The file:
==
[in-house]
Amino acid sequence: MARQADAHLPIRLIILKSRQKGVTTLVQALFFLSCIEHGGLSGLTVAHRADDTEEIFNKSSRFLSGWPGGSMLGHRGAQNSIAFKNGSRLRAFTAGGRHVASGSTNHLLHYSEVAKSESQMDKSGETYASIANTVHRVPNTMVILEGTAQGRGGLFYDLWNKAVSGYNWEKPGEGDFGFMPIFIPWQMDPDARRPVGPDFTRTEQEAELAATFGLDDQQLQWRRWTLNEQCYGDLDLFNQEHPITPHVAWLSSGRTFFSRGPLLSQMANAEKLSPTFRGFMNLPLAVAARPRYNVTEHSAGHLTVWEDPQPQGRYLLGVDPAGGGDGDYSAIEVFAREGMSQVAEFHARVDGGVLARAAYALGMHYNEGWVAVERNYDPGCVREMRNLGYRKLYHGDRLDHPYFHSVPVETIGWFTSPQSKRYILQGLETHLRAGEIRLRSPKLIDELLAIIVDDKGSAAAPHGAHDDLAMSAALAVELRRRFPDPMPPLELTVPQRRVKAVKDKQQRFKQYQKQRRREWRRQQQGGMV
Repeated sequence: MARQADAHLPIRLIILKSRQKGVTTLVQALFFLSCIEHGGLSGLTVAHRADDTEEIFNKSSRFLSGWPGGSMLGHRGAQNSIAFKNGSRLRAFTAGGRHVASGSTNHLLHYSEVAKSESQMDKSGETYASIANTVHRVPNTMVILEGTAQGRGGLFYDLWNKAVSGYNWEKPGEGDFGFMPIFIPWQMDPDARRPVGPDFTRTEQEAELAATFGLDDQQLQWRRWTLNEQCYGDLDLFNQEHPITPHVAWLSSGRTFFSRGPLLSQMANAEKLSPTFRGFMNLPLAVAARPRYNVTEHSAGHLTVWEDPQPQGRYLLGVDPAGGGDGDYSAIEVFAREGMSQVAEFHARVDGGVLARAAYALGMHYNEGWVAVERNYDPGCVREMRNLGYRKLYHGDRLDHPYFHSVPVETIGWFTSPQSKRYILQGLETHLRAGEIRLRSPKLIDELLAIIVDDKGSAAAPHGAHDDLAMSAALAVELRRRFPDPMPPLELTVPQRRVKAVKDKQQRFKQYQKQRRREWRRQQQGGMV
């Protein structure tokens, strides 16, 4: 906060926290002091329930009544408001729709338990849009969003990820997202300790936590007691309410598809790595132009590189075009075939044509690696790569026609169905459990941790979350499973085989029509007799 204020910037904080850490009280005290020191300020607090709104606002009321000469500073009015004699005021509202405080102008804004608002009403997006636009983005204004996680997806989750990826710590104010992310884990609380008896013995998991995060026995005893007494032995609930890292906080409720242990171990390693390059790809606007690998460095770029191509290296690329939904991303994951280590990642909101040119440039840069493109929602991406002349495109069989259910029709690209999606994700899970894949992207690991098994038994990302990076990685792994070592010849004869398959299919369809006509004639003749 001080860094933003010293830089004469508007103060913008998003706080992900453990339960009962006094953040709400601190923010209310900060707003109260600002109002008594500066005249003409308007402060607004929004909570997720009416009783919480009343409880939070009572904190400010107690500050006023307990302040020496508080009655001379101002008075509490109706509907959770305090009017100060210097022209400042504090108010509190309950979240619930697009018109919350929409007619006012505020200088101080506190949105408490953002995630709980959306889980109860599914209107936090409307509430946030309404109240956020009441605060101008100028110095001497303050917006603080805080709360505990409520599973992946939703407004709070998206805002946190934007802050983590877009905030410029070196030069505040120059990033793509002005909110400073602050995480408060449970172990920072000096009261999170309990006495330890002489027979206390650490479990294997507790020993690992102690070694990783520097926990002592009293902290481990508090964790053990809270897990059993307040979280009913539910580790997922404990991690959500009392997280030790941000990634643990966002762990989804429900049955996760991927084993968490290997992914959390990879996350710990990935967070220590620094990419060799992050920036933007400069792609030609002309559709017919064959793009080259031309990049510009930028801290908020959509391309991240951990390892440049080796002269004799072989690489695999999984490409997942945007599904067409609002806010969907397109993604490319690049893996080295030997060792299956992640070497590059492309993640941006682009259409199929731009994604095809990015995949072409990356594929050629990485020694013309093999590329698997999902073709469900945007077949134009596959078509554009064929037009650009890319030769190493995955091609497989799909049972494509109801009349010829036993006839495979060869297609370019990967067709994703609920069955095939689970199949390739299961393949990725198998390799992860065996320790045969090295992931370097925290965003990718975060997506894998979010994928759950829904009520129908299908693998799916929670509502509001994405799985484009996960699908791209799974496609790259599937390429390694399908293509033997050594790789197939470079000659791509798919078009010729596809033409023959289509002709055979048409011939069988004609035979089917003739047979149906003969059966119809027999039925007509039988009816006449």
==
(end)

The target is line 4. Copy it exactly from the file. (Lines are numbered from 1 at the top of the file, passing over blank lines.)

């Protein structure tokens, strides 16, 4: 906060926290002091329930009544408001729709338990849009969003990820997202300790936590007691309410598809790595132009590189075009075939044509690696790569026609169905459990941790979350499973085989029509007799 204020910037904080850490009280005290020191300020607090709104606002009321000469500073009015004699005021509202405080102008804004608002009403997006636009983005204004996680997806989750990826710590104010992310884990609380008896013995998991995060026995005893007494032995609930890292906080409720242990171990390693390059790809606007690998460095770029191509290296690329939904991303994951280590990642909101040119440039840069493109929602991406002349495109069989259910029709690209999606994700899970894949992207690991098994038994990302990076990685792994070592010849004869398959299919369809006509004639003749 001080860094933003010293830089004469508007103060913008998003706080992900453990339960009962006094953040709400601190923010209310900060707003109260600002109002008594500066005249003409308007402060607004929004909570997720009416009783919480009343409880939070009572904190400010107690500050006023307990302040020496508080009655001379101002008075509490109706509907959770305090009017100060210097022209400042504090108010509190309950979240619930697009018109919350929409007619006012505020200088101080506190949105408490953002995630709980959306889980109860599914209107936090409307509430946030309404109240956020009441605060101008100028110095001497303050917006603080805080709360505990409520599973992946939703407004709070998206805002946190934007802050983590877009905030410029070196030069505040120059990033793509002005909110400073602050995480408060449970172990920072000096009261999170309990006495330890002489027979206390650490479990294997507790020993690992102690070694990783520097926990002592009293902290481990508090964790053990809270897990059993307040979280009913539910580790997922404990991690959500009392997280030790941000990634643990966002762990989804429900049955996760991927084993968490290997992914959390990879996350710990990935967070220590620094990419060799992050920036933007400069792609030609002309559709017919064959793009080259031309990049510009930028801290908020959509391309991240951990390892440049080796002269004799072989690489695999999984490409997942945007599904067409609002806010969907397109993604490319690049893996080295030997060792299956992640070497590059492309993640941006682009259409199929731009994604095809990015995949072409990356594929050629990485020694013309093999590329698997999902073709469900945007077949134009596959078509554009064929037009650009890319030769190493995955091609497989799909049972494509109801009349010829036993006839495979060869297609370019990967067709994703609920069955095939689970199949390739299961393949990725198998390799992860065996320790045969090295992931370097925290965003990718975060997506894998979010994928759950829904009520129908299908693998799916929670509502509001994405799985484009996960699908791209799974496609790259599937390429390694399908293509033997050594790789197939470079000659791509798919078009010729596809033409023959289509002709055979048409011939069988004609035979089917003739047979149906003969059966119809027999039925007509039988009816006449």